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It's Not Madoff

By Dian Vujovich

Yesterday, the Global Language Monitor announced the results of the most used English words in 2009. Being money-minded, I was expecting it to be perhaps Madoff, Ponzi or even Scandal. Wrong.

The top word, in 2009 (the Monitor’s year ends in November) was Twitter. Are you kidding me? Twitter has been spoken more than money? Hard to believe. But according to the Austin-based group that reviews all English words spoken around the world—of which there are apparently 1.58 billion who use the language—that’s the short answer.

In second, third, fourth and fifth places respectively came Obama, H1N1, Stimulus and Vampire.

Out of the top 15 words, Deficit ranked 7th on the list, Healthcare 9th, Unemployed 13th and Foreclosure 14th.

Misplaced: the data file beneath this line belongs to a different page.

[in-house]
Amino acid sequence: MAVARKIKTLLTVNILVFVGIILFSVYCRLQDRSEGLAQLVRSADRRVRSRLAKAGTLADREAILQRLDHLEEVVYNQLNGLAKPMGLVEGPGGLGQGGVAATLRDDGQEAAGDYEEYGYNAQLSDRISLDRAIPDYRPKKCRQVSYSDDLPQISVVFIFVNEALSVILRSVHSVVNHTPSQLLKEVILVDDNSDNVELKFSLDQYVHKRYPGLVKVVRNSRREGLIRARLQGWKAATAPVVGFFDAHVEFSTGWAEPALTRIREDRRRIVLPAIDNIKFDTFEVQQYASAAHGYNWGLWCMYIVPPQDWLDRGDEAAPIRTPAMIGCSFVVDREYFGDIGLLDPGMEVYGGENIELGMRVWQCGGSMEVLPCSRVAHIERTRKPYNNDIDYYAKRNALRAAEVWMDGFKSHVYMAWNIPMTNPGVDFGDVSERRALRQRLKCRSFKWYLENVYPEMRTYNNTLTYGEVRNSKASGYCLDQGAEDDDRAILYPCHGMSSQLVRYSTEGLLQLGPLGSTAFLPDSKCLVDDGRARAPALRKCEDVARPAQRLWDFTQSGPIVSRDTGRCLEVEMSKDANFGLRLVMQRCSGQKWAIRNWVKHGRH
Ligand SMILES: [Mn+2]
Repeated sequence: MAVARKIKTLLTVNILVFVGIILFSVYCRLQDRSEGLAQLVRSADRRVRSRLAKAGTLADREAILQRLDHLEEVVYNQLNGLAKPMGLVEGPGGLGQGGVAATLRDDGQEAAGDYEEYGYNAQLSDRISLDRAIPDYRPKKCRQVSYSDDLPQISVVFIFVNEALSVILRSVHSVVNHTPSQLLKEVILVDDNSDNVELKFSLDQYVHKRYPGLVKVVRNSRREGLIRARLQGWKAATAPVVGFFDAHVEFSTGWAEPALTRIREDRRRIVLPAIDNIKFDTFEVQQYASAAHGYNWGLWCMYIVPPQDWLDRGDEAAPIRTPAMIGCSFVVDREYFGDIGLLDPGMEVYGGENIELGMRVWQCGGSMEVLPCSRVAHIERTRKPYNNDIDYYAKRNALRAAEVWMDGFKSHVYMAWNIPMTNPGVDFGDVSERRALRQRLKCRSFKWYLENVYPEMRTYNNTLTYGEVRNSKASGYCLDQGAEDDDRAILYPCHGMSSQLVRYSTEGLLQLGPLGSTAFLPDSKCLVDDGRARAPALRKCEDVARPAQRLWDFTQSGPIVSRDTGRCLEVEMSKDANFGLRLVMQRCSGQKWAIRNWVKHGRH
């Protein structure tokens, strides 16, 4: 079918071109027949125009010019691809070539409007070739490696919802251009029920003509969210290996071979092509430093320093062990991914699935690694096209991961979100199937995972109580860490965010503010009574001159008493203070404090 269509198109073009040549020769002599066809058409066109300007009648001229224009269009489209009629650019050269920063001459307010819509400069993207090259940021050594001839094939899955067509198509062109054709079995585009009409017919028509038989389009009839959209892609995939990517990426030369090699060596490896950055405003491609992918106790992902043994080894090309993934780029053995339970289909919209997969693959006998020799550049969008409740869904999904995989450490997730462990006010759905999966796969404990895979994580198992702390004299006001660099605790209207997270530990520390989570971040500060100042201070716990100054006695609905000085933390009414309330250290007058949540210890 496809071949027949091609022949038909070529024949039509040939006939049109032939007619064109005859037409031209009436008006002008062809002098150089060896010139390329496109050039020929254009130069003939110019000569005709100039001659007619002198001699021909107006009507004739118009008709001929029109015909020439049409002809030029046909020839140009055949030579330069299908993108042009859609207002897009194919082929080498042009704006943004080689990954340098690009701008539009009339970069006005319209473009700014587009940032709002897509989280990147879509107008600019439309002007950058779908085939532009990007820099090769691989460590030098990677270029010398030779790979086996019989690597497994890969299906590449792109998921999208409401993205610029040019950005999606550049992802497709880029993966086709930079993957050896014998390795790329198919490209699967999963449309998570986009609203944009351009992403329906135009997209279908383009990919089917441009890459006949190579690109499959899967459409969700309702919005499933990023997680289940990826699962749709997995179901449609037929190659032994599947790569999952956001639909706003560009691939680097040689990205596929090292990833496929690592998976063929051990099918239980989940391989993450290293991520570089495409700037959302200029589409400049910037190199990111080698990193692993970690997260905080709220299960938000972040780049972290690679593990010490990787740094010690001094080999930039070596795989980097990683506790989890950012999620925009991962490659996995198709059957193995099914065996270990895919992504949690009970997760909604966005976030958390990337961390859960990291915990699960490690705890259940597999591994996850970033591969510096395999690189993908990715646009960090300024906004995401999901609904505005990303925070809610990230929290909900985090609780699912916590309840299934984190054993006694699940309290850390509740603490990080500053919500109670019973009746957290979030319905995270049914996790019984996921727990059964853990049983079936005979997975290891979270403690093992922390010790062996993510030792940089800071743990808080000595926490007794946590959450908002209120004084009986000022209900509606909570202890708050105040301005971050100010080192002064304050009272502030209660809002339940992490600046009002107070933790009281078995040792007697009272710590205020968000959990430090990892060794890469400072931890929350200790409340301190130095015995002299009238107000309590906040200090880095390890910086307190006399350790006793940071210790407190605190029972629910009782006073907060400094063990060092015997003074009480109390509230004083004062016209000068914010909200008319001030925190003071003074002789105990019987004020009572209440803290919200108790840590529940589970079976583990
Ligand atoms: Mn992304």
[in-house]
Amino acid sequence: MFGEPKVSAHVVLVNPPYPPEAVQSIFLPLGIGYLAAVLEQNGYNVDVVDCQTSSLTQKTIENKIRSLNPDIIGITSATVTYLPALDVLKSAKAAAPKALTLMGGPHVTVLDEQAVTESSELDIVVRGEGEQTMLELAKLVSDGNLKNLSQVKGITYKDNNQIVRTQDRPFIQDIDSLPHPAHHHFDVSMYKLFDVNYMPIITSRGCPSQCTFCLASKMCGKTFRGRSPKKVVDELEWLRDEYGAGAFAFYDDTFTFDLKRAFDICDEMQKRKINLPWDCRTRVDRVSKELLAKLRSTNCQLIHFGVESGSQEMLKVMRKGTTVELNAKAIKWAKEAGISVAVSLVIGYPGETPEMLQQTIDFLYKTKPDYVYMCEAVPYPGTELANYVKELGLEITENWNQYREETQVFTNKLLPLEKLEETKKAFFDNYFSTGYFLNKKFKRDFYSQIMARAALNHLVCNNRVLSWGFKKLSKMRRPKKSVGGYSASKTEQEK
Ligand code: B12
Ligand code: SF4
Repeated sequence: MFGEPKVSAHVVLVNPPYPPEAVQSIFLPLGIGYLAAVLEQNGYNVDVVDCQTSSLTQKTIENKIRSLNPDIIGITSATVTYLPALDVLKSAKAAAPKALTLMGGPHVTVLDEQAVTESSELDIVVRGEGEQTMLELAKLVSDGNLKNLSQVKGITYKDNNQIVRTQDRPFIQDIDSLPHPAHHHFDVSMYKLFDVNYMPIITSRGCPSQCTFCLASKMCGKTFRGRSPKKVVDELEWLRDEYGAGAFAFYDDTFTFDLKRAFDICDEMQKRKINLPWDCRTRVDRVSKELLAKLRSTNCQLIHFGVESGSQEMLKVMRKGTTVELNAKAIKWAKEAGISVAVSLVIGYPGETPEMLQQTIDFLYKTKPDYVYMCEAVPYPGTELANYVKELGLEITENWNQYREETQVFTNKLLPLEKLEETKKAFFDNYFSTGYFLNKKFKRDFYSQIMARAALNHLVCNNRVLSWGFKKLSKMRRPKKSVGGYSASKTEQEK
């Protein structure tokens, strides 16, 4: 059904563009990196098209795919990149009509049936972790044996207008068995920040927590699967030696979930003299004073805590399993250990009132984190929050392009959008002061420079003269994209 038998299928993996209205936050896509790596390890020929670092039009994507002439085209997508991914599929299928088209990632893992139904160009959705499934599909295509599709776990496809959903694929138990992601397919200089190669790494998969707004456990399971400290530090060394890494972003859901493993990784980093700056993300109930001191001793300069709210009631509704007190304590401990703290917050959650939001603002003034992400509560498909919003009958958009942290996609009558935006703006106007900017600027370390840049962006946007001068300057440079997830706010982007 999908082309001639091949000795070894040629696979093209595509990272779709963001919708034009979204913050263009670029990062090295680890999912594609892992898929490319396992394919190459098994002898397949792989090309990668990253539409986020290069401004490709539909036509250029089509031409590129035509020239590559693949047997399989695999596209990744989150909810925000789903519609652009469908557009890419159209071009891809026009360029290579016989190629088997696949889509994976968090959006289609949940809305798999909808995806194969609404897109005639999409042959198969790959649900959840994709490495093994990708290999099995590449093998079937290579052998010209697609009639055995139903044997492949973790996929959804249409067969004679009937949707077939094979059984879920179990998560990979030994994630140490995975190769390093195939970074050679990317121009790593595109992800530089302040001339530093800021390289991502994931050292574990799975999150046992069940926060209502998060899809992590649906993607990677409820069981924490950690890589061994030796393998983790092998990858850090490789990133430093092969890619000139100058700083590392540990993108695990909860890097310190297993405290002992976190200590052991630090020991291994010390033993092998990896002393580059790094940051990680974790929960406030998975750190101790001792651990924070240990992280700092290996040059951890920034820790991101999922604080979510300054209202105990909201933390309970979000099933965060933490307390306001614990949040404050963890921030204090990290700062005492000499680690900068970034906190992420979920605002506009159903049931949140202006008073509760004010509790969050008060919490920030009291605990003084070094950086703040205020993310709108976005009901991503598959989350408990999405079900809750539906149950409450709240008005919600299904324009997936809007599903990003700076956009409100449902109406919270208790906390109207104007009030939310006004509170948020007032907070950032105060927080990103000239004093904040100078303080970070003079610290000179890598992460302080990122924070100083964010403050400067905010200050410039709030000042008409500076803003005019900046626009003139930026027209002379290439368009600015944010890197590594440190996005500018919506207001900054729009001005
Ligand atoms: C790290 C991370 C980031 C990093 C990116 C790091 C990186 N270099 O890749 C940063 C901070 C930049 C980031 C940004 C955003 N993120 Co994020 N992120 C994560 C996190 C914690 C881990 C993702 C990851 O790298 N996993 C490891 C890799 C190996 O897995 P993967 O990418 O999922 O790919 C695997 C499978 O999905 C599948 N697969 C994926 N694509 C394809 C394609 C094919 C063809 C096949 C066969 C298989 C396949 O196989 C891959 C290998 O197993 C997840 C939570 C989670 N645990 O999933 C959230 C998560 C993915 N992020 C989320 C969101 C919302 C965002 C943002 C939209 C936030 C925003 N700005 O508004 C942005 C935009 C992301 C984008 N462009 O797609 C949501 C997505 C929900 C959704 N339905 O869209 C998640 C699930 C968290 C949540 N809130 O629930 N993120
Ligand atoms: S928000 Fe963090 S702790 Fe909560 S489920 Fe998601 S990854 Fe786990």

Oofda (not on any list)! Not a pretty picture of how we’re thinking. Here, let me look back a year to see if the results are any better.

Well, not really. In 2008, the top two words were Change and Bailout. The top phrase, Financial Tsunami.

How about for the decade, 2000-2009?

And the 10 one-word answers were Global Warming, 9/11, Obama, Bailout, Evacuee, Derivative, Google, Surge, Chinglish, and Tsunami.

“Looking at the first decade of the 21st century in words is a sober, even somber event,” says Paul JJ Payack, president of The Global Language Monitor.

And he makes a valid point. This decade for many here in America or around the globe has not been the most prosperous, peace-filled or rewarding.

Here’s hoping the next decade will be a much happier one and that the top words on the 2010 Global Language Monitor’s list include Relieved, Employed and Joy. And the top phrases, Back to Work and War Ended.

Read more at: http://www.languagemonitor.com/news/top-words-of-2009.

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